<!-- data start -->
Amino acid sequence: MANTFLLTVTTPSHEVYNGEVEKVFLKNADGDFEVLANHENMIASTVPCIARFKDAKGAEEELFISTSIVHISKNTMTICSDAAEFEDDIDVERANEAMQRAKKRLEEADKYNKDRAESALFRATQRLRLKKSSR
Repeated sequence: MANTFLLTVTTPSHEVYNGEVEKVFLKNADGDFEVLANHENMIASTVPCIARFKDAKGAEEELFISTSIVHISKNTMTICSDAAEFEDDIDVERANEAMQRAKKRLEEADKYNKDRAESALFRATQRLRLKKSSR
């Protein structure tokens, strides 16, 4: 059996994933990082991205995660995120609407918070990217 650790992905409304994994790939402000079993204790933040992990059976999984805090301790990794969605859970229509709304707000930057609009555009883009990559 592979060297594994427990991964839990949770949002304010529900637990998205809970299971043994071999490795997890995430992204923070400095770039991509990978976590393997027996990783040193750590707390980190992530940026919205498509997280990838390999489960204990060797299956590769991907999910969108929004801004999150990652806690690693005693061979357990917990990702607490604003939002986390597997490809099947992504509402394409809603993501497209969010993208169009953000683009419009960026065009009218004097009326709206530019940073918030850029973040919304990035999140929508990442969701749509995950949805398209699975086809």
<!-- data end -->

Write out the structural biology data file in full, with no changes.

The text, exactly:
Amino acid sequence: MANTFLLTVTTPSHEVYNGEVEKVFLKNADGDFEVLANHENMIASTVPCIARFKDAKGAEEELFISTSIVHISKNTMTICSDAAEFEDDIDVERANEAMQRAKKRLEEADKYNKDRAESALFRATQRLRLKKSSR
Repeated sequence: MANTFLLTVTTPSHEVYNGEVEKVFLKNADGDFEVLANHENMIASTVPCIARFKDAKGAEEELFISTSIVHISKNTMTICSDAAEFEDDIDVERANEAMQRAKKRLEEADKYNKDRAESALFRATQRLRLKKSSR
């Protein structure tokens, strides 16, 4: 059996994933990082991205995660995120609407918070990217 650790992905409304994994790939402000079993204790933040992990059976999984805090301790990794969605859970229509709304707000930057609009555009883009990559 592979060297594994427990991964839990949770949002304010529900637990998205809970299971043994071999490795997890995430992204923070400095770039991509990978976590393997027996990783040193750590707390980190992530940026919205498509997280990838390999489960204990060797299956590769991907999910969108929004801004999150990652806690690693005693061979357990917990990702607490604003939002986390597997490809099947992504509402394409809603993501497209969010993208169009953000683009419009960026065009009218004097009326709206530019940073918030850029973040919304990035999140929508990442969701749509995950949805398209699975086809």